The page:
Every dog owner is familiar with a sense of being watched. Dogs spend a lot of time staring at their owners, even if the owners find the constant attention a bit disconcerting.
Sometimes it’s obvious why your dog is looking intently at you. When you’re about to take a bite of some delicious smelling food, your dog is probably staring. On the other hand, they might be staring to tell you that they’re not feeling well and need help. Other times, they seem to be staring at you for no reason at all.
Even if you don’t understand what your dog is looking at, your dog has a good reason to be watching you.
Dogs Stare to Communicate
Many times, dogs use eye contact to tell you something or to ask you for something.
To understand. Dogs watch you to understand what you’re doing. Dogs and humans have a special relationship. Dogs are naturally inclined to become attached to their owners and they take an interest in what their humans do. Watching people is how they gather information about their actions.
Sometimes they’re looking for a signal that you might be about to take them for a walk or feed them a meal. If you’ve trained your dog to respond to hand or voice signals, they might be waiting for a signal to tell them what to do next. Other times, they’re just observing you so that they can know more about you.
They want something. Your dog might want something from you. Sometimes dogs use eye contact to ask their owners for something. Many dog owners are familiar with the intent stare a dog gives you to beg for food. Other times, your dog might look at you to get your attention because they want to go outside. Maybe they just hope you’ll pick up a toy and play with them.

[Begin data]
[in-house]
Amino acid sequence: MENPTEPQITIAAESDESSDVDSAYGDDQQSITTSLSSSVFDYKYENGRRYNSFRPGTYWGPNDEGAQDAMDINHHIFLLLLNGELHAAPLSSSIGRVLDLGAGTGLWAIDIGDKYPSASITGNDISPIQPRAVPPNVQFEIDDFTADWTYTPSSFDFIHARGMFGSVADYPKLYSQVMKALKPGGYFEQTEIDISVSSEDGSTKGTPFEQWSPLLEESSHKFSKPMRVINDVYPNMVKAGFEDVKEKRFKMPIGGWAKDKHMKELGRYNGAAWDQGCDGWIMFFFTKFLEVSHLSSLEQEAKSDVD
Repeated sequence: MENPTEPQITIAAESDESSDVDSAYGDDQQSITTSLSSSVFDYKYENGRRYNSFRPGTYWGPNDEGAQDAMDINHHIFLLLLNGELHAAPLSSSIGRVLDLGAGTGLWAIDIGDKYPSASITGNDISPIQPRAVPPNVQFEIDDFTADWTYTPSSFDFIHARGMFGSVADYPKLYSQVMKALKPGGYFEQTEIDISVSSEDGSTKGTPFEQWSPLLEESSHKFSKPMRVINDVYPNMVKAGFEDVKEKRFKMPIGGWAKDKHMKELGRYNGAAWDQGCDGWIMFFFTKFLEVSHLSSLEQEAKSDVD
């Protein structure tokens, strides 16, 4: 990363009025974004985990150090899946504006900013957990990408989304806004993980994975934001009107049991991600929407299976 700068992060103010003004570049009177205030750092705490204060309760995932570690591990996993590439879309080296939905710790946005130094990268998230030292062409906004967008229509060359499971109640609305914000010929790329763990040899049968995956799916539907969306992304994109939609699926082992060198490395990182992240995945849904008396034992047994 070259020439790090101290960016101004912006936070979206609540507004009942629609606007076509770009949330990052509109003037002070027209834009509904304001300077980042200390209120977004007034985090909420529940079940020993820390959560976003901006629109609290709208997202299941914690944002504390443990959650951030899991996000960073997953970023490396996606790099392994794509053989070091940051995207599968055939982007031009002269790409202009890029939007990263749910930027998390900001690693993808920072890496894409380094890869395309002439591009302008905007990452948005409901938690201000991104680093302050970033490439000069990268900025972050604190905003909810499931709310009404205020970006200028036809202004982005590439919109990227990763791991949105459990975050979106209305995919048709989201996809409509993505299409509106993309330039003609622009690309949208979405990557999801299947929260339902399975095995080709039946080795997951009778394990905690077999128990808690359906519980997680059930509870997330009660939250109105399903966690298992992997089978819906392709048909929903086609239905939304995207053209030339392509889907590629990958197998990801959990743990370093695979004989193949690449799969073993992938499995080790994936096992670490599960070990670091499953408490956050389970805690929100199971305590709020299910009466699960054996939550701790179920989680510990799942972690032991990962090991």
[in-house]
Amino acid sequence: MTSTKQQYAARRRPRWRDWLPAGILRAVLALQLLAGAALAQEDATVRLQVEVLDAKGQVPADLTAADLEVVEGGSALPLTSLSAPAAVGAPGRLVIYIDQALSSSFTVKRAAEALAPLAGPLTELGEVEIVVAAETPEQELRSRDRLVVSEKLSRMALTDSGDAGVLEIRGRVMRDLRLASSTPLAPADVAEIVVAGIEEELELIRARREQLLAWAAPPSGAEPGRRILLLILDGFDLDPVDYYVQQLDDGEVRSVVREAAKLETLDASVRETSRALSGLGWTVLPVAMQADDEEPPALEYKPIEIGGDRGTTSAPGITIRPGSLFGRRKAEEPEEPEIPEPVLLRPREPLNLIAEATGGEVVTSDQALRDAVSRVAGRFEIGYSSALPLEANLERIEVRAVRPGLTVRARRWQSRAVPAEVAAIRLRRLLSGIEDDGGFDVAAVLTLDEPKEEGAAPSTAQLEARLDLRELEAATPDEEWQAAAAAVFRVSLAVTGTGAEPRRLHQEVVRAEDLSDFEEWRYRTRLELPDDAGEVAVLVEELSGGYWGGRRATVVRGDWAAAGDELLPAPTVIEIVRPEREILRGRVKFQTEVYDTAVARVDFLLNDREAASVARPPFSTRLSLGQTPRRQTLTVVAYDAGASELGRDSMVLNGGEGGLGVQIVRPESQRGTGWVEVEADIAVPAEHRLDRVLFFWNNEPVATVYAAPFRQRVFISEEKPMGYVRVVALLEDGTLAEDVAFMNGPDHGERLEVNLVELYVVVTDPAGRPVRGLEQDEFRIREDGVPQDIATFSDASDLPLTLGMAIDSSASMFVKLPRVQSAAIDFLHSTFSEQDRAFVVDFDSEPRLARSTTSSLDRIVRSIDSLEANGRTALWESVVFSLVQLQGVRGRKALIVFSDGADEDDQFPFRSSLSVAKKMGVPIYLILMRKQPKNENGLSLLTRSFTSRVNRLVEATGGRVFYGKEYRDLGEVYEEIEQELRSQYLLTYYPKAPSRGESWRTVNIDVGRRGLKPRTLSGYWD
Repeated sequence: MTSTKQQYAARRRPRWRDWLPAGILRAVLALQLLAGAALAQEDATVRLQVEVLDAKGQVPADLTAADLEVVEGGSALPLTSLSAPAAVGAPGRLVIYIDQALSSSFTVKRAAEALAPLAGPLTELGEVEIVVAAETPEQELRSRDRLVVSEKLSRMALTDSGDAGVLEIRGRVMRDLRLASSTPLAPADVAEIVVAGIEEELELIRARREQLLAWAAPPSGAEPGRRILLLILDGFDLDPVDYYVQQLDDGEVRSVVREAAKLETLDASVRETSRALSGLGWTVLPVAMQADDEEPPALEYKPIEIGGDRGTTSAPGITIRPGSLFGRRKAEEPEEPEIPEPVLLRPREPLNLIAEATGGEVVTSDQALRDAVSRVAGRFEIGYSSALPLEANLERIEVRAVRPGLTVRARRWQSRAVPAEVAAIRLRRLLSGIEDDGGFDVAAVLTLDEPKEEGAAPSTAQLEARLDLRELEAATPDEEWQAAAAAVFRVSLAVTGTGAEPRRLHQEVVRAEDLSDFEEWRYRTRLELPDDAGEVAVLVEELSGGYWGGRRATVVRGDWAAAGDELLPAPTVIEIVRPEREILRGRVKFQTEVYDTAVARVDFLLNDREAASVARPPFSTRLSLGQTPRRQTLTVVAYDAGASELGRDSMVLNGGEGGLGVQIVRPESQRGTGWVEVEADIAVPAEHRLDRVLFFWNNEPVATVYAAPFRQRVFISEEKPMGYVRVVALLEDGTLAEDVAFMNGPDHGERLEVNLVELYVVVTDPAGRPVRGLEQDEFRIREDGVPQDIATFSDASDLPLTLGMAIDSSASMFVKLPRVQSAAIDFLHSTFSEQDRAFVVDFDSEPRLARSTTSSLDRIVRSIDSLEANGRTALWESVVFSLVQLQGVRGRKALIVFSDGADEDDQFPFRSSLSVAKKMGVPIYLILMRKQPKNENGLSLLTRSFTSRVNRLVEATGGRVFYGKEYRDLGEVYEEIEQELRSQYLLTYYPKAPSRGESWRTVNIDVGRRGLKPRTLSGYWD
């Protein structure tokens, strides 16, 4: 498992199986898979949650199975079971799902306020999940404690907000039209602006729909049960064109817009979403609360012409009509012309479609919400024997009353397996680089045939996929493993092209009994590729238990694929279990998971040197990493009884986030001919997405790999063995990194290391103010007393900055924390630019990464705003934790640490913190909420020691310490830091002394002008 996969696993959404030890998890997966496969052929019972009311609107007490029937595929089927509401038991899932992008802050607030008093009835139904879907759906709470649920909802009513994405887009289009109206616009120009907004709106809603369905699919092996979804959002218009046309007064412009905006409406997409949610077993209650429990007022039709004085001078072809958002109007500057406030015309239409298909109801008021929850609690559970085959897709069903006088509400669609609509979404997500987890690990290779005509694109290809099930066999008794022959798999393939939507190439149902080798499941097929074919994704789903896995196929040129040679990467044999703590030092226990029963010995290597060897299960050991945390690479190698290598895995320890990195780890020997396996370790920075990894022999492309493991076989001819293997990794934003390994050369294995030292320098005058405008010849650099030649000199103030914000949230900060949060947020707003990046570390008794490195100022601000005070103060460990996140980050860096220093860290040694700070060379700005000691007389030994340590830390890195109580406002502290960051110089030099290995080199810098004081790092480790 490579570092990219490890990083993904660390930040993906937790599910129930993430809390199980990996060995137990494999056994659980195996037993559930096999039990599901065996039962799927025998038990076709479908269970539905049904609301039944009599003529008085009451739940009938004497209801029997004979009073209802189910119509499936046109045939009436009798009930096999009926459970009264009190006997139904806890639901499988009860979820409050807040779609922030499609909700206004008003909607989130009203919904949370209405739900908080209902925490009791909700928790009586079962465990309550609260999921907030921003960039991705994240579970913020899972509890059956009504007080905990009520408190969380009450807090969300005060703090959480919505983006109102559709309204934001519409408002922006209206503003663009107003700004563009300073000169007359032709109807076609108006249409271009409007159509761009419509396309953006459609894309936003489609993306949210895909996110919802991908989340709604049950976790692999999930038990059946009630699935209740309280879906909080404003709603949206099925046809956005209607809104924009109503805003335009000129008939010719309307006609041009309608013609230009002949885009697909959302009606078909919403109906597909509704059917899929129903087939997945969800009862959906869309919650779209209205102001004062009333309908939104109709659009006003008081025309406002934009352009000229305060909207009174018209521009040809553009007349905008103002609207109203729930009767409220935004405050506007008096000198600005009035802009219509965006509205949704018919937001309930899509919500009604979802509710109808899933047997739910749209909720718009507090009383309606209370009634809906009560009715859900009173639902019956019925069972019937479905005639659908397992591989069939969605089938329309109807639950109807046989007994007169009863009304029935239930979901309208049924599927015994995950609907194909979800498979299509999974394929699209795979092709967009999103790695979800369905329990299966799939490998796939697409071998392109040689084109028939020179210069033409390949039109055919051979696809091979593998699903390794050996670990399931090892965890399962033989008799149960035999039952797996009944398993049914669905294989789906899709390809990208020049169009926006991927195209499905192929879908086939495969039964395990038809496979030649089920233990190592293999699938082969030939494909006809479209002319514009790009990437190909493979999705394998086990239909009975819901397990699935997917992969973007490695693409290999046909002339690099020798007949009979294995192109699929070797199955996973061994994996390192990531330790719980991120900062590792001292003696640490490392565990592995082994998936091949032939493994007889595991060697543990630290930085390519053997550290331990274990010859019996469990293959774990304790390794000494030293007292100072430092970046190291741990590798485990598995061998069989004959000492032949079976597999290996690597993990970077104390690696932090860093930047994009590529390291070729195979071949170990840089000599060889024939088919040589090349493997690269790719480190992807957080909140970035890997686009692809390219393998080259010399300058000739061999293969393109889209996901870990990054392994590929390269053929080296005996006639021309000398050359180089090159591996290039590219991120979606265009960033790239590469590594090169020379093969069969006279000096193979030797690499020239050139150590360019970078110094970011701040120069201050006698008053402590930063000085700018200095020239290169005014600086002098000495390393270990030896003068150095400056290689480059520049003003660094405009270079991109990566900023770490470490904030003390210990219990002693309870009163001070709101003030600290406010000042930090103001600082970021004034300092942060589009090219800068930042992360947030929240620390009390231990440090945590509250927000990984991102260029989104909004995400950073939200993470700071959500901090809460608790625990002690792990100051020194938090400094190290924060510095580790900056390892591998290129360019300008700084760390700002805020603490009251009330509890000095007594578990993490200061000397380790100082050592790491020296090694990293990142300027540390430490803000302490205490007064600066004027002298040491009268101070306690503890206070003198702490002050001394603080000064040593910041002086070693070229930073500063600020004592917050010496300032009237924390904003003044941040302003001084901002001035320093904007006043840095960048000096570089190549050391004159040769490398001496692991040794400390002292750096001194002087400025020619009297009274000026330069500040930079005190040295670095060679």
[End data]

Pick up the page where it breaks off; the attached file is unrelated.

Sometimes this kind of staring is combined with playful bowing or a suggestive look toward where you keep your leash. If you give your dog what they want when they stare at you to beg, you reinforce the behavior. They’ll keep using staring as a way to get what they want. You can talk to your vet or a dog trainer to get tips for curbing this form of begging if it’s a problem for you.
Something is wrong. In some cases, your dog might be staring at you in a pleading way. If they’re hurt or sick, they might be staring in the hope that you’ll notice their discomfort. If your dog is less active than usual and their stare seems glassy-eyed or unfocused, check for signs of injury or illness. Any time your dog seems to be hurt or sick, you should discuss the situation with your vet.
Aggression. Hard eye contact is a sign of aggression in dogs. Dogs lock eyes with one another to establish dominance or to show aggression. If a dog gives a person a hard, steady stare without blinking, the dog might be warning the human to back off.
Your dog might be more likely to do this to a stranger, especially if your dog thinks they need to protect you. If your dog is aggressively staring at you or a family member, that might point to a bigger behavioral problem. Aggressive or territorial dogs might be a danger to people. Talk to your vet or an animal behaviorist about how to correct the issue.
Affection. Your dog might simply be looking at you with love. Dogs love their owners and they gaze at them with the doggy equivalent of heart eyes. You might notice that your dog’s eyes seem slightly squinted when they look at you sometimes. This expression, along with a relaxed posture, is a sign that they’re giving you a look of love.
If you take a moment to stare back at your dog, it can be a bonding moment for both of you. Mutual staring between dogs and their owners releases oxytocin. This is a hormone that gives you a feeling of love and well-being.
You Can Learn to Understand Your Dog’s Stares
If you pay attention to what is going on when your dog locks eyes on you, you can get a sense of why they’re staring at you.
Paying attention to their body language will give you additional clues about why they’re following you with their eyes. Take note of what you’re doing in the moment to figure out what draws their attention.
Most of the time, if your dog is staring at you, it’s because they consider you important, and they just want to be part of whatever you do.